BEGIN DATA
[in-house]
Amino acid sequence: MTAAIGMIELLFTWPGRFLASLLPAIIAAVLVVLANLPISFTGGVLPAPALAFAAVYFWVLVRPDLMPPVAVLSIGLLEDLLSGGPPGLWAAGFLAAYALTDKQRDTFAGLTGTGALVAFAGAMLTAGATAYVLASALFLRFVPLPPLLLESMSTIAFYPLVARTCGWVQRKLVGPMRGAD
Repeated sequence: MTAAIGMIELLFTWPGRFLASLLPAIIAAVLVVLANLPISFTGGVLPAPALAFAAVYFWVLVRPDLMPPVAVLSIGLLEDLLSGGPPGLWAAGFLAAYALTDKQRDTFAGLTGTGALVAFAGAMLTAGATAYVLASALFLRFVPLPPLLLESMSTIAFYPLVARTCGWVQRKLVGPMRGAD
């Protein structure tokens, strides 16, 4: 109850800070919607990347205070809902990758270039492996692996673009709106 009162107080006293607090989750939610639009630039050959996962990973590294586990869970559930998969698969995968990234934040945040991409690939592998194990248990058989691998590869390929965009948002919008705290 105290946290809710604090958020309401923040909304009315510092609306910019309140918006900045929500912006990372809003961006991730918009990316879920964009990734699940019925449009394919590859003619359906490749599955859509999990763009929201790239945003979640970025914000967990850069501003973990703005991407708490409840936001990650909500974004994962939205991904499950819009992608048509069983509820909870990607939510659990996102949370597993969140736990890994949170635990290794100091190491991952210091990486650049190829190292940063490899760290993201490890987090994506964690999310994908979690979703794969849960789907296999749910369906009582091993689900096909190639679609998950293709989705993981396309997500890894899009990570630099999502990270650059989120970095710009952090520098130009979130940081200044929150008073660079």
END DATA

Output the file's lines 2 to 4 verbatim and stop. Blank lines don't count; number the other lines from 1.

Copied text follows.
Amino acid sequence: MTAAIGMIELLFTWPGRFLASLLPAIIAAVLVVLANLPISFTGGVLPAPALAFAAVYFWVLVRPDLMPPVAVLSIGLLEDLLSGGPPGLWAAGFLAAYALTDKQRDTFAGLTGTGALVAFAGAMLTAGATAYVLASALFLRFVPLPPLLLESMSTIAFYPLVARTCGWVQRKLVGPMRGAD
Repeated sequence: MTAAIGMIELLFTWPGRFLASLLPAIIAAVLVVLANLPISFTGGVLPAPALAFAAVYFWVLVRPDLMPPVAVLSIGLLEDLLSGGPPGLWAAGFLAAYALTDKQRDTFAGLTGTGALVAFAGAMLTAGATAYVLASALFLRFVPLPPLLLESMSTIAFYPLVARTCGWVQRKLVGPMRGAD
């Protein structure tokens, strides 16, 4: 109850800070919607990347205070809902990758270039492996692996673009709106 009162107080006293607090989750939610639009630039050959996962990973590294586990869970559930998969698969995968990234934040945040991409690939592998194990248990058989691998590869390929965009948002919008705290 105290946290809710604090958020309401923040909304009315510092609306910019309140918006900045929500912006990372809003961006991730918009990316879920964009990734699940019925449009394919590859003619359906490749599955859509999990763009929201790239945003979640970025914000967990850069501003973990703005991407708490409840936001990650909500974004994962939205991904499950819009992608048509069983509820909870990607939510659990996102949370597993969140736990890994949170635990290794100091190491991952210091990486650049190829190292940063490899760290993201490890987090994506964690999310994908979690979703794969849960789907296999749910369906009582091993689900096909190639679609998950293709989705993981396309997500890894899009990570630099999502990270650059989120970095710009952090520098130009979130940081200044929150008073660079």